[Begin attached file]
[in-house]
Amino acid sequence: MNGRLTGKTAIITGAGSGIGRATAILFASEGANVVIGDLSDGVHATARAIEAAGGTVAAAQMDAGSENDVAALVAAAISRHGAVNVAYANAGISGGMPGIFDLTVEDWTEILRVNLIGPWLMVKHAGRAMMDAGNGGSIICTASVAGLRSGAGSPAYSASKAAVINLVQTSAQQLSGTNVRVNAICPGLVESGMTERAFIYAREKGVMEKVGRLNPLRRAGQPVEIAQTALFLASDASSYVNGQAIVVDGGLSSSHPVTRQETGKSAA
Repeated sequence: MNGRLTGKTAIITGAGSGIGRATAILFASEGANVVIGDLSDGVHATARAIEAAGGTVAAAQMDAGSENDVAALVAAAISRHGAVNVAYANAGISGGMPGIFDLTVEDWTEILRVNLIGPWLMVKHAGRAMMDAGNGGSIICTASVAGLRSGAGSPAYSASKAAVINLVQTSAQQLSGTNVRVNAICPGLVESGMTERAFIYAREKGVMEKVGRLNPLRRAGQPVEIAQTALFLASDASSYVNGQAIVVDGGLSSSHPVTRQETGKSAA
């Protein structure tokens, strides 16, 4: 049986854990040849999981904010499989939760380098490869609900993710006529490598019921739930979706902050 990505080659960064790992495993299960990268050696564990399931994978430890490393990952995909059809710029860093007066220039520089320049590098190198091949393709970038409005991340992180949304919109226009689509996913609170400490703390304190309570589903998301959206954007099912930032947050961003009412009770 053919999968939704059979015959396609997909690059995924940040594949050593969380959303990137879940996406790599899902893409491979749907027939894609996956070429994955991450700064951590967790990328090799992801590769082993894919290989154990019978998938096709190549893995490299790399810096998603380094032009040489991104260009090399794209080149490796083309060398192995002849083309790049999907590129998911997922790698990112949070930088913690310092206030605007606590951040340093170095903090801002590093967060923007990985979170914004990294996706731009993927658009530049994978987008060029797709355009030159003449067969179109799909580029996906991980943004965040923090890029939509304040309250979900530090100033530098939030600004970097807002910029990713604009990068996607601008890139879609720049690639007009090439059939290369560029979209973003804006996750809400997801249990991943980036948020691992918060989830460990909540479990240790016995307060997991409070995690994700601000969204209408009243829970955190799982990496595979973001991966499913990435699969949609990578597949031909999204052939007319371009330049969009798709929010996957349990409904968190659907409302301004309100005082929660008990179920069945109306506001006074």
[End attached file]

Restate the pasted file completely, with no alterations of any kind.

[in-house]
Amino acid sequence: MNGRLTGKTAIITGAGSGIGRATAILFASEGANVVIGDLSDGVHATARAIEAAGGTVAAAQMDAGSENDVAALVAAAISRHGAVNVAYANAGISGGMPGIFDLTVEDWTEILRVNLIGPWLMVKHAGRAMMDAGNGGSIICTASVAGLRSGAGSPAYSASKAAVINLVQTSAQQLSGTNVRVNAICPGLVESGMTERAFIYAREKGVMEKVGRLNPLRRAGQPVEIAQTALFLASDASSYVNGQAIVVDGGLSSSHPVTRQETGKSAA
Repeated sequence: MNGRLTGKTAIITGAGSGIGRATAILFASEGANVVIGDLSDGVHATARAIEAAGGTVAAAQMDAGSENDVAALVAAAISRHGAVNVAYANAGISGGMPGIFDLTVEDWTEILRVNLIGPWLMVKHAGRAMMDAGNGGSIICTASVAGLRSGAGSPAYSASKAAVINLVQTSAQQLSGTNVRVNAICPGLVESGMTERAFIYAREKGVMEKVGRLNPLRRAGQPVEIAQTALFLASDASSYVNGQAIVVDGGLSSSHPVTRQETGKSAA
């Protein structure tokens, strides 16, 4: 049986854990040849999981904010499989939760380098490869609900993710006529490598019921739930979706902050 990505080659960064790992495993299960990268050696564990399931994978430890490393990952995909059809710029860093007066220039520089320049590098190198091949393709970038409005991340992180949304919109226009689509996913609170400490703390304190309570589903998301959206954007099912930032947050961003009412009770 053919999968939704059979015959396609997909690059995924940040594949050593969380959303990137879940996406790599899902893409491979749907027939894609996956070429994955991450700064951590967790990328090799992801590769082993894919290989154990019978998938096709190549893995490299790399810096998603380094032009040489991104260009090399794209080149490796083309060398192995002849083309790049999907590129998911997922790698990112949070930088913690310092206030605007606590951040340093170095903090801002590093967060923007990985979170914004990294996706731009993927658009530049994978987008060029797709355009030159003449067969179109799909580029996906991980943004965040923090890029939509304040309250979900530090100033530098939030600004970097807002910029990713604009990068996607601008890139879609720049690639007009090439059939290369560029979209973003804006996750809400997801249990991943980036948020691992918060989830460990909540479990240790016995307060997991409070995690994700601000969204209408009243829970955190799982990496595979973001991966499913990435699969949609990578597949031909999204052939007319371009330049969009798709929010996957349990409904968190659907409302301004309100005082929660008990179920069945109306506001006074």